Can a structure be a cultural symbol or a work of art? The Tonoloway aqueduct is a tangible link to the life and times of the canal era. It is easy to imagine it full of water, mules pulling a canal boat across it. Standing on the aqueduct you can feel the history, imagining you are steering a canal boat or riding and driving the mules.
Built of limestone from a local quarry, the Tonoloway Creek aqueduct – a single arch aqueduct spanning 110 feet is considered the seventh “work of art” on the C&O Canal. But time has not been kind to the Tonoloway Creek aqueduct. Today it is braced by steel and the sides have collapsed – leaving a wide open view of the Tonoloway Creek and the Potomac River.
Constructed between 1835 and 1839, at a cost of $48,000, the aqueduct remains as a
testament to human ingenuity in overcoming natural obstacles with a drive for human
progress. The large cut masonry squares and the original iron railings remain as the constructed stone juts out of the dark gray jagged limestone rock – a growth of manmade ingenuity out of natural beauty. On April 24, 1839, an article in the Washington National Intelligencer announced that “it had been a great pleasure to learn that the water had been admitted into the 27 miles of this canal, lately finished and that the boats are now navigating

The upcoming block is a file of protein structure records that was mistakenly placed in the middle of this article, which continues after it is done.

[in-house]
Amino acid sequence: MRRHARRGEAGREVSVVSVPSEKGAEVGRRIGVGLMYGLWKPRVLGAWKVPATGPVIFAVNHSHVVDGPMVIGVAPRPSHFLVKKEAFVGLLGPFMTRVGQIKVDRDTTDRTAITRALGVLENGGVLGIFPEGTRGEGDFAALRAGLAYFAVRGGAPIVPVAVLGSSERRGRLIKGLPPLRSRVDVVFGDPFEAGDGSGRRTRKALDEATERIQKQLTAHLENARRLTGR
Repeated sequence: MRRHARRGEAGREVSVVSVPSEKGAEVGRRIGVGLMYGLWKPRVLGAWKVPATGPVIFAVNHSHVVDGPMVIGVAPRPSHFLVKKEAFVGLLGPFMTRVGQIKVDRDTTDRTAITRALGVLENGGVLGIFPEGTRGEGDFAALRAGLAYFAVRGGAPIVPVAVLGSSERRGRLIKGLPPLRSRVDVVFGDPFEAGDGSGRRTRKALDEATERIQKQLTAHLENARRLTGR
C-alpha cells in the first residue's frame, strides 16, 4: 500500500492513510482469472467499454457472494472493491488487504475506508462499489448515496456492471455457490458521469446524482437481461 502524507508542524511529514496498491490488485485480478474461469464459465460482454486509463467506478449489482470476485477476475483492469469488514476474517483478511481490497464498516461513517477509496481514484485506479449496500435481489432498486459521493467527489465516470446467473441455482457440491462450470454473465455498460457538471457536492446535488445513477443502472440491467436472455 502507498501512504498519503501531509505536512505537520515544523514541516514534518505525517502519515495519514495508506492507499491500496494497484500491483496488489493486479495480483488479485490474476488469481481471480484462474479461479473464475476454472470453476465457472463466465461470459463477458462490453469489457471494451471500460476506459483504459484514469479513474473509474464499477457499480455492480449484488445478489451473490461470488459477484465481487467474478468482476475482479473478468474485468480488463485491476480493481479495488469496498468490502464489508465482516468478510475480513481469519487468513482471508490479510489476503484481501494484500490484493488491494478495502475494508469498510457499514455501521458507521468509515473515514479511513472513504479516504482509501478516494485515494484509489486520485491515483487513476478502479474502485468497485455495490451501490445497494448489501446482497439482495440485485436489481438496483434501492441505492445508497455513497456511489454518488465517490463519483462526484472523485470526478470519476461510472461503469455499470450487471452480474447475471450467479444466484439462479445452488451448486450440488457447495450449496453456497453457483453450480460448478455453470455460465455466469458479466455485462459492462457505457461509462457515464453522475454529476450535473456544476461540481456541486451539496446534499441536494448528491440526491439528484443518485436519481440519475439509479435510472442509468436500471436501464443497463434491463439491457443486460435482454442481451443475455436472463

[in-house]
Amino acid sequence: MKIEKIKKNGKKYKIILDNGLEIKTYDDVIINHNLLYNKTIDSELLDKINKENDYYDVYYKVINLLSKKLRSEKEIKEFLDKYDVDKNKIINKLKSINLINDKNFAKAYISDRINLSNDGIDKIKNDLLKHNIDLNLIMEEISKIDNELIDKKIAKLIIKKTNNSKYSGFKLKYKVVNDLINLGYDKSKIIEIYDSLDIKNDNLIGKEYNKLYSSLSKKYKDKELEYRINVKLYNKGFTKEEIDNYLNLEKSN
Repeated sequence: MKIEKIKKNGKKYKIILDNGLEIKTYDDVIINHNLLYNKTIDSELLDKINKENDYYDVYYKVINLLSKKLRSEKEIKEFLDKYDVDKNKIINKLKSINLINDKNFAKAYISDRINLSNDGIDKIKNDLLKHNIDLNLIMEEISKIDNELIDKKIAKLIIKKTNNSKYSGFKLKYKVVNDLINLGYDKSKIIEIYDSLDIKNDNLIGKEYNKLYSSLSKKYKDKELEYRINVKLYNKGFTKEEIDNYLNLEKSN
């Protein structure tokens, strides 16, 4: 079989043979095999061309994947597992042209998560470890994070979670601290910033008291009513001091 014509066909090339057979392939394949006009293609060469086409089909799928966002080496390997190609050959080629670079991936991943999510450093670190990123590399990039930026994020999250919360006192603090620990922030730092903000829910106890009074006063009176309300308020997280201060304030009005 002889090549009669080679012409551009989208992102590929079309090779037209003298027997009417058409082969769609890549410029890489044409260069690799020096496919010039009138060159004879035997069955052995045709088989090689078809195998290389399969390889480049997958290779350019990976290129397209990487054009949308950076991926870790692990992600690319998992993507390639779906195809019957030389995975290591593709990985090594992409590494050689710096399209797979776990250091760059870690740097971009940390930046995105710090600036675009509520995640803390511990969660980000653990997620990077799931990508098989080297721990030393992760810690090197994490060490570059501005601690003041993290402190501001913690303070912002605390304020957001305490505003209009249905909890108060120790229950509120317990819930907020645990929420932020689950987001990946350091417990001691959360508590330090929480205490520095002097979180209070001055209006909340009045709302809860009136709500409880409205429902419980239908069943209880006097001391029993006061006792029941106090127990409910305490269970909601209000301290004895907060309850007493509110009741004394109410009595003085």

that, as well as the older portions of the line.” That signaled the completion of 136 miles of the canal.
If you go about one mile upstream you will find yourself in the heart of the charming little town
of Hancock. Immediately downstream from the aqueduct are Locks 52 and 51 and the Hancock Visitor Center also known as the Bowles House; Can you guess why lock 52 wasn’t combined with the aqueduct into one structure as seen at Seneca (lock 24)? We aren’t quite sure either.
If you are standing on top, from one side of the aqueduct you will see the Tonoloway entering the Potomac. On the other side you might notice a bridge – this was part of the Western Maryland Railroad, which paralleled and crisscrossed the canal in this district. One of the biggest competitors to the B&O Railroad in the west (which is now on the West Virginia side across the river), the Western Maryland Railroad was constructed in 1905.
This aqueduct, described in the stockholders report of 1839 as a “fine specimen of masonry,” has withstood heavy flooding and came through the Civil War unscathed, unlike many of the other “works of art” in the park Today what you see is a result of the work of canal masonry workers and park staff who have worked to preserve this reminder of the human progress and effort in this "race to the west."